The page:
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Know Your Kala Channa

August 09, 2000|BARBARA HANSEN

Stepping into an Indian market can be pure enchantment. The aroma of spices, with an overlay of incense, tantalizes like a rare and exotic perfume. But on the practical side, what does one do with all this stuff? What is ajowan or amchur? What is kalonji, or methi, arhar dal or kala channa?

One solution is to give up all hope of penetrating the fascinating world of Indian cuisine. The other is to buy "The Indian Grocery Store Demystified" by Linda Bladholm (Renaissance Books; $16.95).

Although it is more than 250 pages, the book is slim and light enough to carry while shopping. It is as crammed with information as most Indian shops are with ingredients. Handy categories cover more food items than most novice Indian cooks will ever use. Rather than merely explain what a spice, dal or specialty rice is, Bladholm tells how it figures in Indian cuisine and culture, how to deal with it, and suggests brands.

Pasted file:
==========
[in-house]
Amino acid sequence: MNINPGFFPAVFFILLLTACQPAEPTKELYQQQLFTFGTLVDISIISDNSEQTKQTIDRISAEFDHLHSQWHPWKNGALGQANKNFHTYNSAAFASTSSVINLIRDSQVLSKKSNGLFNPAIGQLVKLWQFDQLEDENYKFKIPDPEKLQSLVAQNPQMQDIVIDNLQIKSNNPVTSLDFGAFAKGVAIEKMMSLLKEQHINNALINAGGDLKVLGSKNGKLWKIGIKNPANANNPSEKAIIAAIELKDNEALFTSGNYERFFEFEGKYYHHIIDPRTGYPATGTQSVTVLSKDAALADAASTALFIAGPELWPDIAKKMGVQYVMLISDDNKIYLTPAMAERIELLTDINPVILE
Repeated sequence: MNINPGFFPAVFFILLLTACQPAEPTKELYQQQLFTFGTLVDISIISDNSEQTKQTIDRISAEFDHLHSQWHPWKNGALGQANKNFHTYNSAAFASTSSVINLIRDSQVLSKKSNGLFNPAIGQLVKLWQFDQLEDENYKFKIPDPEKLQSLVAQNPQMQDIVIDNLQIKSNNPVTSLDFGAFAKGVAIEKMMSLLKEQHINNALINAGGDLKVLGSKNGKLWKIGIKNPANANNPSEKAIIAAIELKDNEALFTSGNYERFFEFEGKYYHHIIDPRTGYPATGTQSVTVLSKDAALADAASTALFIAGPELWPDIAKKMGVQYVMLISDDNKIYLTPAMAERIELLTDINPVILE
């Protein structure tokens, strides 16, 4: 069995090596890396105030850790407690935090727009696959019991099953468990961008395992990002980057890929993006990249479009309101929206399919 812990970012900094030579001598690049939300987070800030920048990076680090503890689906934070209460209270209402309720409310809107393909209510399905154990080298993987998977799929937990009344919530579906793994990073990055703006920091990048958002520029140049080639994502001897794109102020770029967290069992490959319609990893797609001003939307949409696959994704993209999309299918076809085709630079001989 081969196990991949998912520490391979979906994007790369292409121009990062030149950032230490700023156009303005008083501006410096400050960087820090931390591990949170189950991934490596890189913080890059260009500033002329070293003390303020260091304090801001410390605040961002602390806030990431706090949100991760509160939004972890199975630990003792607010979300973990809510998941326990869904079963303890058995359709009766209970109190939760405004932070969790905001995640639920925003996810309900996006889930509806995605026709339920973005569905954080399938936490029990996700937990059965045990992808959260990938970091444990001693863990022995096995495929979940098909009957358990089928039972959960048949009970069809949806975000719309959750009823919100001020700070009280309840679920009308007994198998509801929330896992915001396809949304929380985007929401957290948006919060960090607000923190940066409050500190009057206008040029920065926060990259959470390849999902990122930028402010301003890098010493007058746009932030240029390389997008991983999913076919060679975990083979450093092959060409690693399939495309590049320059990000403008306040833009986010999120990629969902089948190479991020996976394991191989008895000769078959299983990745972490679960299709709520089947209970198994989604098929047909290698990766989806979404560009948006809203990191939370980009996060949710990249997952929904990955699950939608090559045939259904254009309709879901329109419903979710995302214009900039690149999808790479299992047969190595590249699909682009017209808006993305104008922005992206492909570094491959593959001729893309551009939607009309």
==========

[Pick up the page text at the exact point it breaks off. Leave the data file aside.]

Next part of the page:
There's a section on teas, and another on ayurvedic ingredients, as most Indian shops carry various remedies and cosmetic preparations too. Bladholm also discusses utensils such as the kadhai, which is the Indian version of the wok, and explains perhaps unfamiliar cooking procedures such as tempering, the frying of spices in oil that is then poured onto the food.

She intersperses all this with vignettes of Indian customs, her travel experiences, history and other lore. And she concludes with enough recipes to prepare a variety of meals, including appetizers, vegetarian and non-vegetarian main dishes, rice, vegetables, a dessert and chai tea. Bladholm, who lives in Florida, previously wrote "The Asian Grocery Store Demystified." One wonders what is next on her shopping agenda.

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